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A High School Band Where Everyone's Voice Can Be Heard

Adam Goldberg, the creator of the PS 177 band, conducting at band practice.
Eric Westervelt NPR
Adam Goldberg, the creator of the PS 177 band, conducting at band practice.

A High School Band Where Everyone's Voice Can Be Heard

(This is Part 2 of a two-part report. Read the full piecehere).

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On the surface, the PS 177 Technology Band looks like a typical high school orchestra. But there are two big differences. First, while they use traditional instruments, they also play iPads. And all of the band members have disabilities. Some have autism spectrum disorders.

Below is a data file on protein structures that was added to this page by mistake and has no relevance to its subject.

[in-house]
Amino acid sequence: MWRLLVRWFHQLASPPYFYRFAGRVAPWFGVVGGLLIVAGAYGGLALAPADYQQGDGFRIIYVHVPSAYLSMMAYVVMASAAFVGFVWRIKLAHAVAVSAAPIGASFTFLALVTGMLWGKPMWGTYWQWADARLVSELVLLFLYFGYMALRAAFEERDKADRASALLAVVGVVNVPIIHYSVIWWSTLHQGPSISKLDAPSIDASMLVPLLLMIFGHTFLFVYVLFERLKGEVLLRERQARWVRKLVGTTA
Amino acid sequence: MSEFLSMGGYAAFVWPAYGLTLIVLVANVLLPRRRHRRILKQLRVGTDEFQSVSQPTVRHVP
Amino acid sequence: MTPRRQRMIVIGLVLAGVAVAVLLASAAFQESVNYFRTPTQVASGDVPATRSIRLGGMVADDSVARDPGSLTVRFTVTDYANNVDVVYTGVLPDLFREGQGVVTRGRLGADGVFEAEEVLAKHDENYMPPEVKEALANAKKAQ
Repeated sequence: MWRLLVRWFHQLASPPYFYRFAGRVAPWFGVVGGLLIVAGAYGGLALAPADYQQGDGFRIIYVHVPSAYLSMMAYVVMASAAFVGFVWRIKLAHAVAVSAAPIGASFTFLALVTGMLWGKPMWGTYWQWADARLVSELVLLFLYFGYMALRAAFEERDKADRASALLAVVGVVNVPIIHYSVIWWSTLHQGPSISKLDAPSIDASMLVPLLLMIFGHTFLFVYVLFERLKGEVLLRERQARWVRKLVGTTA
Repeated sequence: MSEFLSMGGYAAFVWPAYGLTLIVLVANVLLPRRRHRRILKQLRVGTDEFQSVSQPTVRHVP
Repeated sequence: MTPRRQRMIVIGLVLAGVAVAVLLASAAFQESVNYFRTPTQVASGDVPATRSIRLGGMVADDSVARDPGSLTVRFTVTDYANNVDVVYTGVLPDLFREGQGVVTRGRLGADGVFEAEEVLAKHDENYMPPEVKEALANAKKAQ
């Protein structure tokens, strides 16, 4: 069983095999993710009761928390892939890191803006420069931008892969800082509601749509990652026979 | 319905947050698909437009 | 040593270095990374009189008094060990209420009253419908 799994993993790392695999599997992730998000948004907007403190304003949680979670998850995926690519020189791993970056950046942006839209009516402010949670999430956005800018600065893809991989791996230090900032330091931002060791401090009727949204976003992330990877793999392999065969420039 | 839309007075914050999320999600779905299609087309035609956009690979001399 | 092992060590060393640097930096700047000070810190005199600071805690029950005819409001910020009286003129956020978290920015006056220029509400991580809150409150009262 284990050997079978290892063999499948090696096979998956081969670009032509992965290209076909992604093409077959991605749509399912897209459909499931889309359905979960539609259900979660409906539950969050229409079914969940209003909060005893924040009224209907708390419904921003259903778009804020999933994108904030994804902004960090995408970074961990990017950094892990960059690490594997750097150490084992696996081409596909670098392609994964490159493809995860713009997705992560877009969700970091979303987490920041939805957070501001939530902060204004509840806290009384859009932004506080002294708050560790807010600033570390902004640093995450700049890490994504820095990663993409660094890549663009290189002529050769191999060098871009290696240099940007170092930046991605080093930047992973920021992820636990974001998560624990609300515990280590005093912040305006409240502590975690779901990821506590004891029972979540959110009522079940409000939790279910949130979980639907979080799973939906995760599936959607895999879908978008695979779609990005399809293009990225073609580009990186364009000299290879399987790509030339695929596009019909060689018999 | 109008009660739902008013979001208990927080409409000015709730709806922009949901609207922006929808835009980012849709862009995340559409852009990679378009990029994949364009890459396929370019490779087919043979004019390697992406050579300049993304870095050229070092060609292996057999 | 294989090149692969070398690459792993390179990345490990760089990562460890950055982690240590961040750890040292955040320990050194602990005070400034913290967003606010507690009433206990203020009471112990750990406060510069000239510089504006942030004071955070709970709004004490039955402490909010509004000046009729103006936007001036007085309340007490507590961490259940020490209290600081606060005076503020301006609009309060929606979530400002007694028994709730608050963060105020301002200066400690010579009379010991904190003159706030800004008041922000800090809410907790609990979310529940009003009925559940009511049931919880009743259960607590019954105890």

"I'm Tobi Lakes, I'm 15 years old. I'm in ninth grade. I'm four grades away from college."

Morning sunlight pushes through large, old windows into the school's well-worn and empty-seated auditorium. On the stage, iPads on small stands sit in a semicircle. It's rehearsal time. The students mingle and chat before practice starts. Tobi Lakes, a tall, wire-thin teen with thick glasses sits at an electric piano. He taught himself to play.

"I'm very good. I like the piano. I like the keyboard. Keyboard is the best. Number one!" Tobi says with a wide smile. On his school-issued tablet computer, using a music app called Thumb Jam, Tobi also loves his iPad "guitar."

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